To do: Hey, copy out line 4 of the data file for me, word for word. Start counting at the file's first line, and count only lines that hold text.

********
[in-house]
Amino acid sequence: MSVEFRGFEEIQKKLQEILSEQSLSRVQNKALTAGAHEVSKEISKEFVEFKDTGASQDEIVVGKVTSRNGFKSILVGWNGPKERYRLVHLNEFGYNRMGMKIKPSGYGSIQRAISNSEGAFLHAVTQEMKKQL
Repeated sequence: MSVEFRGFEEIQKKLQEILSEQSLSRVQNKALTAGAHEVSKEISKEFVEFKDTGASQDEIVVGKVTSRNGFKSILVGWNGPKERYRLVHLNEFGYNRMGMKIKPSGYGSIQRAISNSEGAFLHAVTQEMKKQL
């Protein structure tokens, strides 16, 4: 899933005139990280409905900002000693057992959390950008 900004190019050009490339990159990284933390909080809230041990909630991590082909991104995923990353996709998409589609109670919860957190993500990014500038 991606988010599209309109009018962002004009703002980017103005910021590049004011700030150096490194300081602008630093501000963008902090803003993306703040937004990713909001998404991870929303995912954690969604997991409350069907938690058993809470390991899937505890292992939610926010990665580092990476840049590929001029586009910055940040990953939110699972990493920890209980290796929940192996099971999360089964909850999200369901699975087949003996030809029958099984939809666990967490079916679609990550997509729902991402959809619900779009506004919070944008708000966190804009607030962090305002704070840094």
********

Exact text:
């Protein structure tokens, strides 16, 4: 899933005139990280409905900002000693057992959390950008 900004190019050009490339990159990284933390909080809230041990909630991590082909991104995923990353996709998409589609109670919860957190993500990014500038 991606988010599209309109009018962002004009703002980017103005910021590049004011700030150096490194300081602008630093501000963008902090803003993306703040937004990713909001998404991870929303995912954690969604997991409350069907938690058993809470390991899937505890292992939610926010990665580092990476840049590929001029586009910055940040990953939110699972990493920890209980290796929940192996099971999360089964909850999200369901699975087949003996030809029958099984939809666990967490079916679609990550997509729902991402959809619900779009506004919070944008708000966190804009607030962090305002704070840094």